Source: The Daily Times, Lahore

URL: http://www.newageislam.com/islam-and-sectarianism/a-vote-a-day-keeps-the-ahmedi-away-/d/5519





TOTAL COMMENTS:-   2


  • "In 2002, General Musharraf restored the joint electorate system but the irony is, that while Shias, Sunnis, Christians, Hindus and Sikhs, etc, were put on one general list, a supplementary ‘non-Muslim’ list was prepared for the Ahmedis in particular. In other words, only the Ahmedis are, for purposes of voting, non-Muslims."

    This is both shameful and ridiculous. When will sanity be restored to Pakistan? When will they get over their despicable Ahmadi-bashing?


    By Ghulam Mohiyuddin - 9/21/2011 3:13:27 PM



  • In an audaciously dramatic assumption of divine authority, the Pakistan parliament back in 1974 passed a constitution amendment redefining a Muslim by adding the Qur’anic pronouncement on our Prophet’s status as the seal of Prophets – or the last among the Prophets (33:40). Having done, that they inferred that since the Ahmadis did not subscribe to this additional tenet of faith, they lose their religious identity as Muslims!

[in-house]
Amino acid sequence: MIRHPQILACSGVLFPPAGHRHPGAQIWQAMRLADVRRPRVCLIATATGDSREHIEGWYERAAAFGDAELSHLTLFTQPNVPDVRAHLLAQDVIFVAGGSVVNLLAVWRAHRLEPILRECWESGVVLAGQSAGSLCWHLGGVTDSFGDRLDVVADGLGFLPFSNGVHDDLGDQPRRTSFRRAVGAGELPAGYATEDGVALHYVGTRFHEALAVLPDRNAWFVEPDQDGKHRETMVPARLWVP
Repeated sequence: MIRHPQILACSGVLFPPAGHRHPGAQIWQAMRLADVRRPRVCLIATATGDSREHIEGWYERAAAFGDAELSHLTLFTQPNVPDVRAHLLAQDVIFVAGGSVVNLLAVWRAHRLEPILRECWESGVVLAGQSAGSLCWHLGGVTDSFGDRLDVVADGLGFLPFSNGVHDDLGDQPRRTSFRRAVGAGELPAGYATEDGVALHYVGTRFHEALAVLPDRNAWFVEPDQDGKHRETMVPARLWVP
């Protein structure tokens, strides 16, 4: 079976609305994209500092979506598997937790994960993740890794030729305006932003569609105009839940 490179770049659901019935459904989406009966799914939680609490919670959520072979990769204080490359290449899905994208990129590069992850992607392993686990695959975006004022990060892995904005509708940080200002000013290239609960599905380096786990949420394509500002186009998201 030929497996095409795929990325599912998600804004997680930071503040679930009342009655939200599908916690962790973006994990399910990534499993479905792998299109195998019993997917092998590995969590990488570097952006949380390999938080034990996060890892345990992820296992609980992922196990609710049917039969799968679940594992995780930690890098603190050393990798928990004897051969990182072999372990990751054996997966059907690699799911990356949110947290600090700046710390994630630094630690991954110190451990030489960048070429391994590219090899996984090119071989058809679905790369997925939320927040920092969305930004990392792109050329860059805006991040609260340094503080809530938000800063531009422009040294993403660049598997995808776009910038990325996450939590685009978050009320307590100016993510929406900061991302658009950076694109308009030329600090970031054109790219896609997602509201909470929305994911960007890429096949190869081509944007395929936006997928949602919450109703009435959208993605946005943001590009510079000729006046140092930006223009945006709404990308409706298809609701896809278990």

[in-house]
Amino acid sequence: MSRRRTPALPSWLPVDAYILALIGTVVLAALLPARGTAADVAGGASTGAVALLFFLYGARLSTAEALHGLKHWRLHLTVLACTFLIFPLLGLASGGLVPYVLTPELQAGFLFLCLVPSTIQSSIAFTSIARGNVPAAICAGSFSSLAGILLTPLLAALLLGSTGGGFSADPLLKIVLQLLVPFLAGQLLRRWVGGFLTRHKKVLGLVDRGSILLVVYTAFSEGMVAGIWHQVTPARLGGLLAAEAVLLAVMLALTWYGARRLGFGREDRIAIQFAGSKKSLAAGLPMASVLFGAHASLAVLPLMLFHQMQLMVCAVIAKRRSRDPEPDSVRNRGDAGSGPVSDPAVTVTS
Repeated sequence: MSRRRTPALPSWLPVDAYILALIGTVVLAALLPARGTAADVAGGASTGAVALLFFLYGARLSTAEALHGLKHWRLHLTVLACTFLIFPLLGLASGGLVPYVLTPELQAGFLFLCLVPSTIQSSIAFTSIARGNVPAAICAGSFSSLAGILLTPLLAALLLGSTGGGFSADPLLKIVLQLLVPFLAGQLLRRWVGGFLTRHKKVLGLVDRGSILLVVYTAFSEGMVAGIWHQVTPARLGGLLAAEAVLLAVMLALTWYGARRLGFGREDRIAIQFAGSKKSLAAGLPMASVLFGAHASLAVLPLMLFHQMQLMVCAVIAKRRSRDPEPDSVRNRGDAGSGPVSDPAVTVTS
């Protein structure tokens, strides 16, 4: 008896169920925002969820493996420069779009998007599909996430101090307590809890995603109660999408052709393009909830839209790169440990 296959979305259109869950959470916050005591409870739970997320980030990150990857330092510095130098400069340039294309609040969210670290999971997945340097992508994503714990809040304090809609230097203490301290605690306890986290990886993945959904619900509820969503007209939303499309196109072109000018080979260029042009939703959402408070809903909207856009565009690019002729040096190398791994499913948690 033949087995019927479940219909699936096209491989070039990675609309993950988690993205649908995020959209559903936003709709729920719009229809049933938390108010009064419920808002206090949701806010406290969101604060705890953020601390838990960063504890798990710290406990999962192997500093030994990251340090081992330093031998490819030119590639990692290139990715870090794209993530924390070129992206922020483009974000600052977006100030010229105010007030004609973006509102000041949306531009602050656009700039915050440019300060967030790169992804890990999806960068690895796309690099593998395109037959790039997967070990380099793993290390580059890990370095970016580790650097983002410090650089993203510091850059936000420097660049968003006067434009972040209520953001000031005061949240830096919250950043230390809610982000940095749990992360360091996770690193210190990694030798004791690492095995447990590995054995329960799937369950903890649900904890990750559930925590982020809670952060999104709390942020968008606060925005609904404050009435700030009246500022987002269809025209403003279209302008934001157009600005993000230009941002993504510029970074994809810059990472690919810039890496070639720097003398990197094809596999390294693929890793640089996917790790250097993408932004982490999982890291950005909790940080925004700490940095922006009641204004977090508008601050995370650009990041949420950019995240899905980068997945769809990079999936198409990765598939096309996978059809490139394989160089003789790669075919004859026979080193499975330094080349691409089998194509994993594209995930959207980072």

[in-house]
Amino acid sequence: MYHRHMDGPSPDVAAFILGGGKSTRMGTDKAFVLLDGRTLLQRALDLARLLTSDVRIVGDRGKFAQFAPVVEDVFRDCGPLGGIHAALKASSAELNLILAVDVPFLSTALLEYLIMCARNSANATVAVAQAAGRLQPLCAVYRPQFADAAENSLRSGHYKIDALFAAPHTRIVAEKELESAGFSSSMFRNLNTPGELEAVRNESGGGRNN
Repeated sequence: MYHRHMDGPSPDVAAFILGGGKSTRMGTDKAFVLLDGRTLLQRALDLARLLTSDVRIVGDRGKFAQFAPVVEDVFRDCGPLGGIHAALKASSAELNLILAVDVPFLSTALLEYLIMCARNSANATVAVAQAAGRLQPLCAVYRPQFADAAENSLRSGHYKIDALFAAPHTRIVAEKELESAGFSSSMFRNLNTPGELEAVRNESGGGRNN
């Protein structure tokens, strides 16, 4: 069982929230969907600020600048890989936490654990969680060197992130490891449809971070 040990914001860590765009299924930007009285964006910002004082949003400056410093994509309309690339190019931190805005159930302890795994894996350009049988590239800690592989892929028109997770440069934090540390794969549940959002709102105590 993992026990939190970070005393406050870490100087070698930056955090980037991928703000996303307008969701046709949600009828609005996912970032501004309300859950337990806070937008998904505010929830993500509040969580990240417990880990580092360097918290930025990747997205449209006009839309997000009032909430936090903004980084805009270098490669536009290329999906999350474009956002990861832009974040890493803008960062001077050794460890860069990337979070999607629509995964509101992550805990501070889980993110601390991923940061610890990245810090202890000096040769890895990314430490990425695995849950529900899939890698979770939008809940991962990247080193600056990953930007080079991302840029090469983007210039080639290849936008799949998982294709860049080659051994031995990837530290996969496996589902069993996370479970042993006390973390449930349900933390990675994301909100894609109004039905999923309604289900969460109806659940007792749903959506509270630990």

This raises a fundamental question: Can a core tenet of faith, such as definition of a ‘muslim’ be altered by consensus (shura)? Here is a list of the Qur’anic pronouncements with logical commentaries that answer this question loud and clear.

    “…(God’s reward is) for those who believe and put their trust in their Lord (42:36), and who avoid grave sins and abominations and forgive (even) when they are angered (42:37), who respond to their Lord, keep up prayer, (conduct) their affairs by mutual consultation (shura), and spend (in charity) of what We have given them” (42:38).

    The prohibition of grave sins and abominable deeds in the verse 42:37 limits the role of mutual consultation or consensus: it cannot justify a grave sin such as questioning one of the fundamental dicta of the Qur’an. Now let us look at these verses:

    “Indeed! Whoever commits (asslama) his whole being [lit., face] to God, and does good deeds - will get his reward from his Lord. There will be no fear upon them nor shall they grieve.” (2:112).